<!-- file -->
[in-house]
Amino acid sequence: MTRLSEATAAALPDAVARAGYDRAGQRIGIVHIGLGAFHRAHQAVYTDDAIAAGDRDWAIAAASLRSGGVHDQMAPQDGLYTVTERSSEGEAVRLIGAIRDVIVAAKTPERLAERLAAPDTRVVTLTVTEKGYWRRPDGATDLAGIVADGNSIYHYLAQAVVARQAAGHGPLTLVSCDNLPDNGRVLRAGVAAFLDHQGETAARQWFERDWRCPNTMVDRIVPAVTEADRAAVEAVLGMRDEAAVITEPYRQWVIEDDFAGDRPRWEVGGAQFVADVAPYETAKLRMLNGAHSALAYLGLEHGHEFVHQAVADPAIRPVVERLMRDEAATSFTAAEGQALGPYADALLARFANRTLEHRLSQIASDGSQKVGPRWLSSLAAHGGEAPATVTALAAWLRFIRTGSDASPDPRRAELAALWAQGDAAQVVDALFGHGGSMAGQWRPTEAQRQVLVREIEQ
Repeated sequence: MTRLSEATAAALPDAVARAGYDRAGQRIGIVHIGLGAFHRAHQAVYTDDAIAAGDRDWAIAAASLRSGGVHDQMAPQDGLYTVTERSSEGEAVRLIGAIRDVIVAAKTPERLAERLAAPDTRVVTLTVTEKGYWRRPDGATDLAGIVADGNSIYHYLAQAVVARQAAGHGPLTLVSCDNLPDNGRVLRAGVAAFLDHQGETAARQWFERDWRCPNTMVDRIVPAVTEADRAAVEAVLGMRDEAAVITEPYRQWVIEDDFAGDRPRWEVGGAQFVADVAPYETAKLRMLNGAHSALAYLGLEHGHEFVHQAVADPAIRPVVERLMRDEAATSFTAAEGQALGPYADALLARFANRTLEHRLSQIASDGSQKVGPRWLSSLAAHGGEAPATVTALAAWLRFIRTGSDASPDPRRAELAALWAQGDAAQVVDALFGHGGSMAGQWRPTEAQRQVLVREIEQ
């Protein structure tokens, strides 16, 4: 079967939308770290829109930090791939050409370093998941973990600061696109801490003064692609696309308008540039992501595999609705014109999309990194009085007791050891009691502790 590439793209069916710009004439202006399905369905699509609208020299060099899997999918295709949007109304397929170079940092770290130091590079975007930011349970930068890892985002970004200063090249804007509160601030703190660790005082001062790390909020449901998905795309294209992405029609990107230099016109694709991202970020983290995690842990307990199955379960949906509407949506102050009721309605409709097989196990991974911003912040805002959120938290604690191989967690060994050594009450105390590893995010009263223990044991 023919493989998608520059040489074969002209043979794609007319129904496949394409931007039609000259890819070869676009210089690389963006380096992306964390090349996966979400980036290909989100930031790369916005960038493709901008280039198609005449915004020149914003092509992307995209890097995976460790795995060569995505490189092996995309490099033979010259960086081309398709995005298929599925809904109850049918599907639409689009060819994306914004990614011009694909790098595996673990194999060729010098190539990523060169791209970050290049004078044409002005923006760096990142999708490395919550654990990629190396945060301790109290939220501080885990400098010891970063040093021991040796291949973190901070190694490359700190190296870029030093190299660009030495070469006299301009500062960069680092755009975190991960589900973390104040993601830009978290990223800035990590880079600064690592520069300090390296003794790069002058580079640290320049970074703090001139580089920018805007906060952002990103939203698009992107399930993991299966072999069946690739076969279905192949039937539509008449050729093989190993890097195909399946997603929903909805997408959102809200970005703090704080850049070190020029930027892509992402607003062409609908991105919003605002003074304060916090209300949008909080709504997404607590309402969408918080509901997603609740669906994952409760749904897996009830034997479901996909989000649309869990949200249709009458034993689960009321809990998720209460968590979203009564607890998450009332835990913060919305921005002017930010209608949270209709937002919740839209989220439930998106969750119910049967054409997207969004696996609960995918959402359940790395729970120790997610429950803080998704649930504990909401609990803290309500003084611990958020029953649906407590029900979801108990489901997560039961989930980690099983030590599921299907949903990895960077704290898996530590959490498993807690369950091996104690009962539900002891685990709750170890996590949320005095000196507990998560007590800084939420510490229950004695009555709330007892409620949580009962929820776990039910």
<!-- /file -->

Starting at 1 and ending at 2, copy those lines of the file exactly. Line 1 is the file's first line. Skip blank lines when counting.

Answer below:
[in-house]
Amino acid sequence: MTRLSEATAAALPDAVARAGYDRAGQRIGIVHIGLGAFHRAHQAVYTDDAIAAGDRDWAIAAASLRSGGVHDQMAPQDGLYTVTERSSEGEAVRLIGAIRDVIVAAKTPERLAERLAAPDTRVVTLTVTEKGYWRRPDGATDLAGIVADGNSIYHYLAQAVVARQAAGHGPLTLVSCDNLPDNGRVLRAGVAAFLDHQGETAARQWFERDWRCPNTMVDRIVPAVTEADRAAVEAVLGMRDEAAVITEPYRQWVIEDDFAGDRPRWEVGGAQFVADVAPYETAKLRMLNGAHSALAYLGLEHGHEFVHQAVADPAIRPVVERLMRDEAATSFTAAEGQALGPYADALLARFANRTLEHRLSQIASDGSQKVGPRWLSSLAAHGGEAPATVTALAAWLRFIRTGSDASPDPRRAELAALWAQGDAAQVVDALFGHGGSMAGQWRPTEAQRQVLVREIEQ